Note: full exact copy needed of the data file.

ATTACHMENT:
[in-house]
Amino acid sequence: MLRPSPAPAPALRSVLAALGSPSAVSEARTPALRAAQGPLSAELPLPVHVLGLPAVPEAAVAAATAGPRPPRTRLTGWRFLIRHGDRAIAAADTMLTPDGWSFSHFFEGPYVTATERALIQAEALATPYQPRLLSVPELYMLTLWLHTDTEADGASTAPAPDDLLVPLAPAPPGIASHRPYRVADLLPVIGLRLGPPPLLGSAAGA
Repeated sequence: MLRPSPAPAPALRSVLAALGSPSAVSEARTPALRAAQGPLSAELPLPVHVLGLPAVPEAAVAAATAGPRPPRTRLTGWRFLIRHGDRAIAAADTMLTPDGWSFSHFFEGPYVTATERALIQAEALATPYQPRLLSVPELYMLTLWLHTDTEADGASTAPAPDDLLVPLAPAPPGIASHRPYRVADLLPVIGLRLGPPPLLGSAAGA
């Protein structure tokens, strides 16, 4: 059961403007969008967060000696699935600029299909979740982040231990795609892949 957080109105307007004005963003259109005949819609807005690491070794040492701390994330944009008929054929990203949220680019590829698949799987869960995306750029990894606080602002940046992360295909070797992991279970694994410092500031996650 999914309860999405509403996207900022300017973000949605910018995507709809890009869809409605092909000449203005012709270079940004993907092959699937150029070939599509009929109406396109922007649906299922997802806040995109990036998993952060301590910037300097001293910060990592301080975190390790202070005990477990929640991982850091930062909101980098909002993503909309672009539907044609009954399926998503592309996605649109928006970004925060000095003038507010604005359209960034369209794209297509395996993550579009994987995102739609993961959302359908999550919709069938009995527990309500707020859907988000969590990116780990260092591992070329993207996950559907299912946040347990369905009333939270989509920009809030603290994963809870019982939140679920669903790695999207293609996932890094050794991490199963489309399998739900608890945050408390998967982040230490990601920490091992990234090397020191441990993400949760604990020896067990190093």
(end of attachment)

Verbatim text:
[in-house]
Amino acid sequence: MLRPSPAPAPALRSVLAALGSPSAVSEARTPALRAAQGPLSAELPLPVHVLGLPAVPEAAVAAATAGPRPPRTRLTGWRFLIRHGDRAIAAADTMLTPDGWSFSHFFEGPYVTATERALIQAEALATPYQPRLLSVPELYMLTLWLHTDTEADGASTAPAPDDLLVPLAPAPPGIASHRPYRVADLLPVIGLRLGPPPLLGSAAGA
Repeated sequence: MLRPSPAPAPALRSVLAALGSPSAVSEARTPALRAAQGPLSAELPLPVHVLGLPAVPEAAVAAATAGPRPPRTRLTGWRFLIRHGDRAIAAADTMLTPDGWSFSHFFEGPYVTATERALIQAEALATPYQPRLLSVPELYMLTLWLHTDTEADGASTAPAPDDLLVPLAPAPPGIASHRPYRVADLLPVIGLRLGPPPLLGSAAGA
């Protein structure tokens, strides 16, 4: 059961403007969008967060000696699935600029299909979740982040231990795609892949 957080109105307007004005963003259109005949819609807005690491070794040492701390994330944009008929054929990203949220680019590829698949799987869960995306750029990894606080602002940046992360295909070797992991279970694994410092500031996650 999914309860999405509403996207900022300017973000949605910018995507709809890009869809409605092909000449203005012709270079940004993907092959699937150029070939599509009929109406396109922007649906299922997802806040995109990036998993952060301590910037300097001293910060990592301080975190390790202070005990477990929640991982850091930062909101980098909002993503909309672009539907044609009954399926998503592309996605649109928006970004925060000095003038507010604005359209960034369209794209297509395996993550579009994987995102739609993961959302359908999550919709069938009995527990309500707020859907988000969590990116780990260092591992070329993207996950559907299912946040347990369905009333939270989509920009809030603290994963809870019982939140679920669903790695999207293609996932890094050794991490199963489309399998739900608890945050408390998967982040230490990601920490091992990234090397020191441990993400949760604990020896067990190093």